"And what are your findings so far?"
"I'm not getting anywhere, I'm afraid. I don't think I can read you. I really don't know you at all."
"Listen, Elly, I'm sorry if I haven't been able to provide more clarity as to my character, but, frankly, I don't really fancy talking about myself and even less about people I don't care about. The last thing I'm worried about is what people might think about me. So, if you don't mind, I'd much rather talk books, music, politics, tonight's dance, rather than my presumed traits."
They danced the rest of the dance in silence, each of them lost in thought. However taken aback Darcy felt about the way she had interrogated him, he had great trouble resisting his desire to pull her close and kiss her like he had done in the street the other night. As a matter of fact, he longed for much more than devouring her luscious mouth again. He wanted her very badly indeed. Unfortunately, the circumstances weren't exactly in favour of indulging in such desires, and he thought he'd better keep his imagination in check. So, resignedly, he contented himself with the feel of the soft skin of her back and the warmth of her hand in his, while he led her over the freshly polished parquet floor until, to his regret, the music stopped.
Elly, for her part, was quite put out, muttering and snorting inwardly about his arrogant reaction to her questions, and it wasn't exactly difficult to read her mood on her face. Still, his dancing talent, the way he looked, and, last but not least, his stirring scent combining fresh perspiration with his cologne she recognised as Dior's Eau Sauvage -- the subtle, timeless fragrance she remembered so well from the time she was still a student and worked in a perfumery during her holidays -- were quite invigorating. Thoroughly disliking her own ambivalent feelings, she closed her eyes and let herself flow to the rhythm of the music and the apparent ease with which he had her spinning all over the floor. She forgot all about time and space and just mused on what a pity he was as he was, in vain wishing his character would have matched the faultlessness of his dancing and kissing skills a tad more.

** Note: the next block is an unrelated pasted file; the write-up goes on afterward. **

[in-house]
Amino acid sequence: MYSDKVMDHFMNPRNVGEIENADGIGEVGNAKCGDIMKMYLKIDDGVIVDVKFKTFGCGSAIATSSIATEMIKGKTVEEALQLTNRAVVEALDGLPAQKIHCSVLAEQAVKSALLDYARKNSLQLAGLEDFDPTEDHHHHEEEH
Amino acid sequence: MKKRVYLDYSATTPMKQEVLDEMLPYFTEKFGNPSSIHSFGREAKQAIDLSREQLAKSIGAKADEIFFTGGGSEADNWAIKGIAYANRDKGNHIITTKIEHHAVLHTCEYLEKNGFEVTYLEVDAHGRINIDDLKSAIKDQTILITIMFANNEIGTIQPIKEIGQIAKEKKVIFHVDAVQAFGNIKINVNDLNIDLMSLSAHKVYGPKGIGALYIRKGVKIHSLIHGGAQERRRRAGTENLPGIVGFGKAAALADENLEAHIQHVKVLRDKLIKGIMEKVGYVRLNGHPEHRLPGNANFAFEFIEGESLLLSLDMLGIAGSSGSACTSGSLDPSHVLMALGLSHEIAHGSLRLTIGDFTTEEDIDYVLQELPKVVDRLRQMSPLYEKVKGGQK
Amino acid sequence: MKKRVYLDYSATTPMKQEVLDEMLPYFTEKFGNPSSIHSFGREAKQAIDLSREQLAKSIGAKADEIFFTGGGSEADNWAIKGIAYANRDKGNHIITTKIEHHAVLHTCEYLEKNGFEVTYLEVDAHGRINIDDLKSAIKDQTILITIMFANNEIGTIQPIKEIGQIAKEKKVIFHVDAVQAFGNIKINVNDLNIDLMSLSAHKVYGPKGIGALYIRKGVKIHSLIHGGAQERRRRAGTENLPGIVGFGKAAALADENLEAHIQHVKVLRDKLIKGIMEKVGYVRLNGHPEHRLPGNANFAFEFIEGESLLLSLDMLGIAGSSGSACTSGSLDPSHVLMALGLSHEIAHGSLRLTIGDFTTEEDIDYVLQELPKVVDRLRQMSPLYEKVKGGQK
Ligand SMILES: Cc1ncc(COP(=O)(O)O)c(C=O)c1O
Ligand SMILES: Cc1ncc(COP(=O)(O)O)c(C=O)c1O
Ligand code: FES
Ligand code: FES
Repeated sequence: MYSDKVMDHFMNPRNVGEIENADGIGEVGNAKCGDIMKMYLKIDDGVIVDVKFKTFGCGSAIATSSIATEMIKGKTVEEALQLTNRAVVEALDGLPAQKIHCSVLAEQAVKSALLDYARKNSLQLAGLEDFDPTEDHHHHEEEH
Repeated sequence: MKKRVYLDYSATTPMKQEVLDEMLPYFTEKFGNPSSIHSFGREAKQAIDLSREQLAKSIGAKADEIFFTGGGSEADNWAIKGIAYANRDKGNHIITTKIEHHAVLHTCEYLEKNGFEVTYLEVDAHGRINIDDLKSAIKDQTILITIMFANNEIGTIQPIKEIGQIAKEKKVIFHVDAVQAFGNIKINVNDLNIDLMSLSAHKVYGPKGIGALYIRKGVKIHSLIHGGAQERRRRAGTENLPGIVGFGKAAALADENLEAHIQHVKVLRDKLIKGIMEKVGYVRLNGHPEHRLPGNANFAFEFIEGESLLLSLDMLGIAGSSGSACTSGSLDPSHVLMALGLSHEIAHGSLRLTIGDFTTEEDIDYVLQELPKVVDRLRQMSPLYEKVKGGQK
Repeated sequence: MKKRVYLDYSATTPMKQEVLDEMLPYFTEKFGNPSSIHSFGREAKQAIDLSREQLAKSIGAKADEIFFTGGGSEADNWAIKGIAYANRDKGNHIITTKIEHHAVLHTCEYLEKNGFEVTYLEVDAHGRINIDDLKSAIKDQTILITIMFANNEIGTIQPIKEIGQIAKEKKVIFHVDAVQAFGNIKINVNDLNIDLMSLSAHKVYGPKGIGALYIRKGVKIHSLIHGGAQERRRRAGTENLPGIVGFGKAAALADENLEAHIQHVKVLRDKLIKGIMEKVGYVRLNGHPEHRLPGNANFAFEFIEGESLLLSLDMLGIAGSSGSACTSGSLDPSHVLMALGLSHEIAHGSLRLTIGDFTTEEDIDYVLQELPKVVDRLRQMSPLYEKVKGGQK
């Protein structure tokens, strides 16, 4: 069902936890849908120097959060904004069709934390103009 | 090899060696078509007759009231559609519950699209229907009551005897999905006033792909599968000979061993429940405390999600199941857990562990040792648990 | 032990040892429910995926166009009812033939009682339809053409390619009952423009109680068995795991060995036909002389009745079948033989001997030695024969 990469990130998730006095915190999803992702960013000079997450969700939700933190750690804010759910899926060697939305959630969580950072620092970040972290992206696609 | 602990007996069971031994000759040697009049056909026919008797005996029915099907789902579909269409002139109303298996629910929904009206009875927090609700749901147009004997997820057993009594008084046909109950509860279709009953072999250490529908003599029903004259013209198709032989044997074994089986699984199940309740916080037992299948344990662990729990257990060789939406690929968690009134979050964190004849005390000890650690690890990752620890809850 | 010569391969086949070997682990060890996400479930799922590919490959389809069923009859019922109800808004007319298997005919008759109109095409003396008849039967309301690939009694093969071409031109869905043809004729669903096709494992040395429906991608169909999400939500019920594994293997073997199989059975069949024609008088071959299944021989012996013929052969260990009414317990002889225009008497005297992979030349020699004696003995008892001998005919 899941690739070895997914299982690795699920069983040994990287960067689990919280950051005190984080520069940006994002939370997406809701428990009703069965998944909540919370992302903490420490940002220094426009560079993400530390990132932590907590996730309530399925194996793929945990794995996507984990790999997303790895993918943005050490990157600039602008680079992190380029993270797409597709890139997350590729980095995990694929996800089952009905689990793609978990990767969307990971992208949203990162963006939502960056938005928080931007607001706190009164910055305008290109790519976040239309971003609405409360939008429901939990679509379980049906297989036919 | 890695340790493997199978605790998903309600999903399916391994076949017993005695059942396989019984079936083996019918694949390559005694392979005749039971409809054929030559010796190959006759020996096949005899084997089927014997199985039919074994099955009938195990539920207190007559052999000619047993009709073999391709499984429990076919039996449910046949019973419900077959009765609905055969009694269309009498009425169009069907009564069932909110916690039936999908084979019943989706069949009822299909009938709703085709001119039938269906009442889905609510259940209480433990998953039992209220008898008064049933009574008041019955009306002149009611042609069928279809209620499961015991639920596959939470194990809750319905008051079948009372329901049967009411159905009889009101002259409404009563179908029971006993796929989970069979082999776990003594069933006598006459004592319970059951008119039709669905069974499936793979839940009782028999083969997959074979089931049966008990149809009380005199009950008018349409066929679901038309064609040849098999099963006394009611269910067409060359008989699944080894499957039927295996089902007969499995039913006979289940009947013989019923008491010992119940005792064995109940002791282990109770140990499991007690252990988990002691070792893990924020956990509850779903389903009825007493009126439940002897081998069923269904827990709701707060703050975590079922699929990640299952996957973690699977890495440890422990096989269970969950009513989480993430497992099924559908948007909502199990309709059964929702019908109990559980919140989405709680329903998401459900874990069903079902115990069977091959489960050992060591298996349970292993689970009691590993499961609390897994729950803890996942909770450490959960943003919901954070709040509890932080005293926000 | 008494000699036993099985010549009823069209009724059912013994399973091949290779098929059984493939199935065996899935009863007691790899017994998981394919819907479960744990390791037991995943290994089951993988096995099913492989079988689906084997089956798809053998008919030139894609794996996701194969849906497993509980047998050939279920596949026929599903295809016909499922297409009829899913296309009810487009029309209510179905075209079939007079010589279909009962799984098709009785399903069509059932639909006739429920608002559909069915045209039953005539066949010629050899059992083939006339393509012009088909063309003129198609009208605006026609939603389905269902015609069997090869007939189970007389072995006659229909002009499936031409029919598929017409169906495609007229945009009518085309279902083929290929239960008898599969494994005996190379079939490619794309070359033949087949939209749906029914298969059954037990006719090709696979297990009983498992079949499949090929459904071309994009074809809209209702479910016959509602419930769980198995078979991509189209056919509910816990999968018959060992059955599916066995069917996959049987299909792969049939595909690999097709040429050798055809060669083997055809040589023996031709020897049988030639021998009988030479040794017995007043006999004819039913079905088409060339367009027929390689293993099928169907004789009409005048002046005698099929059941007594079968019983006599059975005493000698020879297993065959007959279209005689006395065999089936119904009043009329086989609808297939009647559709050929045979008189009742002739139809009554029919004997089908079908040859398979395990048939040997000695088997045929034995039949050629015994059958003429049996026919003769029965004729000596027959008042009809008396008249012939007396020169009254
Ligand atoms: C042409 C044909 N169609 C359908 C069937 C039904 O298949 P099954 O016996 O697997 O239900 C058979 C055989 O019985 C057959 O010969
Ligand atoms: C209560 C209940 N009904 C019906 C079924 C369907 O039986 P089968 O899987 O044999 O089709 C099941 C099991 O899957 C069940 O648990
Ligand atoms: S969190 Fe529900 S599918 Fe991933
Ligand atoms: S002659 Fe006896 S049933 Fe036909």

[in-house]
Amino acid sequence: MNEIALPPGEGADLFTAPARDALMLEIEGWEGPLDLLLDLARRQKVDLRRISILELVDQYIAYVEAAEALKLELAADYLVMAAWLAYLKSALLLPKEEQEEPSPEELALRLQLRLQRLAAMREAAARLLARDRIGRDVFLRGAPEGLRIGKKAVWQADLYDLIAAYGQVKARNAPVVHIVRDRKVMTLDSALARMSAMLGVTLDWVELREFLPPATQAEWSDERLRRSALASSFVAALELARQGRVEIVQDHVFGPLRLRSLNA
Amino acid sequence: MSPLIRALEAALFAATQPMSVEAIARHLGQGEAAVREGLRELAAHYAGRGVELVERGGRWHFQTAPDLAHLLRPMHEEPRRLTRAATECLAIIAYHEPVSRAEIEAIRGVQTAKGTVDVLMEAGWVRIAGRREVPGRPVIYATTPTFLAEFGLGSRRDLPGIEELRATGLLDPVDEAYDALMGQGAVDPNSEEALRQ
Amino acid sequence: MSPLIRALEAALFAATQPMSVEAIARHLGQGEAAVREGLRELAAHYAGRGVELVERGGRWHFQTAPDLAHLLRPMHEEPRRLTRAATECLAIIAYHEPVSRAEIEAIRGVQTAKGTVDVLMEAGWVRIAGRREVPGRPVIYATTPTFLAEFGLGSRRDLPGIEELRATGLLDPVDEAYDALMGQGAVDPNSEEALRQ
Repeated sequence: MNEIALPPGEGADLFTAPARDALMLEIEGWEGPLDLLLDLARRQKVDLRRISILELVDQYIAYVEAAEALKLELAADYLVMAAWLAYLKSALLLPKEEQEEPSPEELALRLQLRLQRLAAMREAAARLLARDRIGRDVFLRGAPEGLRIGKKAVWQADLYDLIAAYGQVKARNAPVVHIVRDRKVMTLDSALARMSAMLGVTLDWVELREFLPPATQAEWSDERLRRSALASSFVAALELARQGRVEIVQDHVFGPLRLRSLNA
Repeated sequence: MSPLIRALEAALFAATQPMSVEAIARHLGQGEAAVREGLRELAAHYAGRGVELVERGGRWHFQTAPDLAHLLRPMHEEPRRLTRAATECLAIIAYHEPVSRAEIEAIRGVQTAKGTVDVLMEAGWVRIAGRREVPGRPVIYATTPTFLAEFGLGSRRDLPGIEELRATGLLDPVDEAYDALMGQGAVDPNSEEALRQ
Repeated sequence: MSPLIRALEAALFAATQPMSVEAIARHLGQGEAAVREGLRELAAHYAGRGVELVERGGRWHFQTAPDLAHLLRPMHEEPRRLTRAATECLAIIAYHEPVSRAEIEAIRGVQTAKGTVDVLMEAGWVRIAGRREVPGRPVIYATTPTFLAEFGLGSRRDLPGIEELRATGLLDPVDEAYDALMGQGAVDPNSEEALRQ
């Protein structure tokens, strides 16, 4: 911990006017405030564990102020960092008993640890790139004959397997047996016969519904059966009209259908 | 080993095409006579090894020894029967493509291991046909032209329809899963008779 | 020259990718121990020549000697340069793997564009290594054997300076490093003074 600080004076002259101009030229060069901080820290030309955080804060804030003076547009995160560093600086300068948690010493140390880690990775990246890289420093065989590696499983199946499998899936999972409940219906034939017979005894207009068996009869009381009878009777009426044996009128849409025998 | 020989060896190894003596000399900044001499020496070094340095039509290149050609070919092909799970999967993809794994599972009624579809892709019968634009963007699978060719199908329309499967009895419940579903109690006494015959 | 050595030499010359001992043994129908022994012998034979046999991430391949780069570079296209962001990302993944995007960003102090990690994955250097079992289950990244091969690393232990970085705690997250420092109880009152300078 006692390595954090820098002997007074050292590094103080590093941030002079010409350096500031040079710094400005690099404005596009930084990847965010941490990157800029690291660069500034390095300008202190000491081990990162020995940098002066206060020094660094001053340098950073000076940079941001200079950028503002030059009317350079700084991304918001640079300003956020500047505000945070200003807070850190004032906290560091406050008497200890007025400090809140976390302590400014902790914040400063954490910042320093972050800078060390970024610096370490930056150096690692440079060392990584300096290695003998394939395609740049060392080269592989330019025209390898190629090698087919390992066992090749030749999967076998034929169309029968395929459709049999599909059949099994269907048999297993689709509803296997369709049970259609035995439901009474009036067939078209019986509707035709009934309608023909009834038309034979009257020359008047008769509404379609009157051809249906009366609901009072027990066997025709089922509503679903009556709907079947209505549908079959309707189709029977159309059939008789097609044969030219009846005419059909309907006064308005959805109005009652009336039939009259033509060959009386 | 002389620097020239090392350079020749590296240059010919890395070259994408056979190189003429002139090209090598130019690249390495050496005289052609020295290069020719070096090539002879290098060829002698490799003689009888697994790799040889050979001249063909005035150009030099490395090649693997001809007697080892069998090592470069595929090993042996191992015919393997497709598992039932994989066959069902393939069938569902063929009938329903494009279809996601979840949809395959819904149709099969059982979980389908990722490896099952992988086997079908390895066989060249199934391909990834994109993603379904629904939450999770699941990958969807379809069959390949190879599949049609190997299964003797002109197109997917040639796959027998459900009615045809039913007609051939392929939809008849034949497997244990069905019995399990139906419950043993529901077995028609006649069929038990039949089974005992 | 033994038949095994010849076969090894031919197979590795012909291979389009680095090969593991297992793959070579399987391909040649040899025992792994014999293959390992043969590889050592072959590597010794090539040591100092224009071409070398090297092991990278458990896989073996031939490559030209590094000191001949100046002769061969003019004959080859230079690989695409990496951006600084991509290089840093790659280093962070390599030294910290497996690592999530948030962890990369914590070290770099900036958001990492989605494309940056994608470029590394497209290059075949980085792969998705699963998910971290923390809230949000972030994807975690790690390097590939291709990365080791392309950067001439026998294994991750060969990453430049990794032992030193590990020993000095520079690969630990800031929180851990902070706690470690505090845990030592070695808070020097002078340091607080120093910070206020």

"Charlotte, your garden is absolutely divine." Leisurely leaning backwards in her garden chair, basking in the soft warmth of the morning sun, and sipping her first coffee at her friend's place where she had just arrived, Elly looked around admiringly. "It must be an awful lot of work to keep it in this shape. Look at those gorgeous red rhodondrendons. Isn't it a bit early in the year for them to be in bloom?"
"Ask WC, you know how very little I know about gardening. I happily leave it all to him. He enjoys it so much, keeps him busy for hours, while I can do whatever I like without interruption, and especially recover from the umm...somewhat clumsy affectionate attentions he pays me quite frequently. Not that it's not endearing, mind you, he means well, but sometimes it gets a bit tiresome being complimented all day."
Charlotte cast her friend a meaningful glance, and they both exploded with laughter. Indeed, Willem Colijn was a piece of work. Minister in a small community on the river Vliet, he wasn't taken altogether seriously by his flock. His pompous way of address, his utterly boring sermons and, last but not least, his obsequious attitude towards the local aristocrats, Baroness Catharina Terborgh, and her daughter Anneke, hadn't exactly made him loved. It hadn't made him disliked either, the villagers just thought him somewhat pathetic and laughable. They were quite surprised, though, when he'd found himself a wife in Charlotte Lucas. It was hard for them to grasp -- as it had been for Elly -- that an intelligent woman such as she could fall for a silly man like him. Still, the fact he had managed to secure a woman like her had increased their respect, at least a little. When they walked through the main street of the little provincial town, arms linked, Willem looking smug, and Charlotte cheerful as ever, the inhabitants had some difficulty hiding their amazement of this awkward match.